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Coronavirus

Bangladesh journalist critical of COVID-19 response granted bail

Published: Updated:

A leading Bangladesh journalist critical of the government’s response to the COVID-19 pandemic was granted bail on Sunday, after her detention sparked days of nationwide protests.

Rozina Islam, 42, an investigative reporter for the country’s largest Bengali daily Prothom Alo, was arrested by police Monday under the Official Secrets Act.

She was later charged with stealing health ministry documents.

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Islam was granted bail after being ordered to surrender her passport and pay a bail bond of 5,000 taka ($60) by the chief metropolitan magistrate of the capital Dhaka, her lawyer told reporters.

“We did not oppose her ad interim bail provided she submits her passport,” Dhaka’s chief prosecutor Abdullah Abu told AFP.

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The passport submission was to prevent her from leaving the country, he said, adding that Islam was expected to be released from detention later Sunday.

Journalist unions and advocacy groups said Islam was detained for her stories, which included allegations that urgently needed medical equipment was left at Dhaka airport for months, and that bribes had been offered to recruit doctors.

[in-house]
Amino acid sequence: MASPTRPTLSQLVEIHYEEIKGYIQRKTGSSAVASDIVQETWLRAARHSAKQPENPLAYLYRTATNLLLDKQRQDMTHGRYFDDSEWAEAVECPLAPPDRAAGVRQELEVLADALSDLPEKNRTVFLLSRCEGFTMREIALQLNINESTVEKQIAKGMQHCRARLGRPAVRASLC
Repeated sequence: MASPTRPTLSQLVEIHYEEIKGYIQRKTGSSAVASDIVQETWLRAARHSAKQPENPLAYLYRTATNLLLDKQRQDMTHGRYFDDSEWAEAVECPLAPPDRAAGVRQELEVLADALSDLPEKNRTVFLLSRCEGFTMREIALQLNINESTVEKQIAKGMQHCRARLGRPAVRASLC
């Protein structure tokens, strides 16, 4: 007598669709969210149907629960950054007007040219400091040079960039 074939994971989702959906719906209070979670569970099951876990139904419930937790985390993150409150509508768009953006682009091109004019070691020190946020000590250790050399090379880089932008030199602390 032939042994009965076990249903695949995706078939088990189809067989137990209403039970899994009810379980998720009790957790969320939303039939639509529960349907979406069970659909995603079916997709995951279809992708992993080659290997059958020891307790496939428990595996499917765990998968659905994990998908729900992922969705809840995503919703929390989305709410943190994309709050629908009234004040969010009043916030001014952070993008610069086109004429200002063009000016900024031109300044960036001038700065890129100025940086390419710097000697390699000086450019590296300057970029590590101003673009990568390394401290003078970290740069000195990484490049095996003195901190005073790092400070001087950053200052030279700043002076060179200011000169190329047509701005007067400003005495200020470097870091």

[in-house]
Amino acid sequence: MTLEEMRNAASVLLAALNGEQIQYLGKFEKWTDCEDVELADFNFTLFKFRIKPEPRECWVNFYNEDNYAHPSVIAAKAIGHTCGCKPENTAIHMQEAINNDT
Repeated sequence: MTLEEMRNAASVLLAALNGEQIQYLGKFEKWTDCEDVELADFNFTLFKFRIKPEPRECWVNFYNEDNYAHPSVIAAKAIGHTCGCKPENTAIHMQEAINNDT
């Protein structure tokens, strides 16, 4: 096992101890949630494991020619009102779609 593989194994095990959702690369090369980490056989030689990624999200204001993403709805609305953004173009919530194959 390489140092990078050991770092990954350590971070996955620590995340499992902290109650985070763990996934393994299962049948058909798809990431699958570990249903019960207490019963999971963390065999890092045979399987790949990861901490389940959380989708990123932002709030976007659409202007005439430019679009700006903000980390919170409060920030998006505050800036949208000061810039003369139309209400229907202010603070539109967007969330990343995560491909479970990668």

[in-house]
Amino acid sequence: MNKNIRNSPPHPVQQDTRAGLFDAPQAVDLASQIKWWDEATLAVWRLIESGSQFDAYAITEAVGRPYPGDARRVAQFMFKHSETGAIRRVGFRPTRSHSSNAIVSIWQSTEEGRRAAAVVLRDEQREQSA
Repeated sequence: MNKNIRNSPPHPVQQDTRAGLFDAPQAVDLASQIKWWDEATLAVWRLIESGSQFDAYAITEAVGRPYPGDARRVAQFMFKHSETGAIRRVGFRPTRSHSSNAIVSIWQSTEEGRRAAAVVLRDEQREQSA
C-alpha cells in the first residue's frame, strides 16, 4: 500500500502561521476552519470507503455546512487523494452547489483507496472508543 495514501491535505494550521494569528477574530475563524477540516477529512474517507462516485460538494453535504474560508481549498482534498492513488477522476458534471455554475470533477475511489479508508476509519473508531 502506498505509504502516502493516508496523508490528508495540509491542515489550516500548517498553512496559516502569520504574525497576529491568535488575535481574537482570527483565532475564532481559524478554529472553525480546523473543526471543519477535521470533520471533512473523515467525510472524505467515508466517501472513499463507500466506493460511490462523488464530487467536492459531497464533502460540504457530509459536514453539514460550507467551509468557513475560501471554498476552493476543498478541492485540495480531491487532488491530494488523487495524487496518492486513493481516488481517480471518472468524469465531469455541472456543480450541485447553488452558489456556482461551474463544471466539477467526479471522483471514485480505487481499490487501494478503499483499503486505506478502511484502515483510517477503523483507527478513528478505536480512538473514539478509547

Before her formal detention, Islam had spent five hours at the health ministry, according to a ministry complaint seen by AFP.

Her detention triggered nationwide protests by thousands of journalists as well as political and civil rights activists.

Rights groups say a crackdown on the media has grown during the coronavirus crisis.

The general secretary of Bangladesh’s National Press Club welcomed the court’s bail decision but called for the case against her to be dropped.

“She has been asked to submit her passport, which is a curb on her freedom of movement,” Elias Khan told AFP.

“We have demanded that all the cases against her are withdrawn immediately... Bangladesh journalists still operate in a climate of fear.”

Bangladesh has reported nearly 800,000 coronavirus infections and more than 12,300 deaths so far, but experts say the actual numbers are likely to be much higher.

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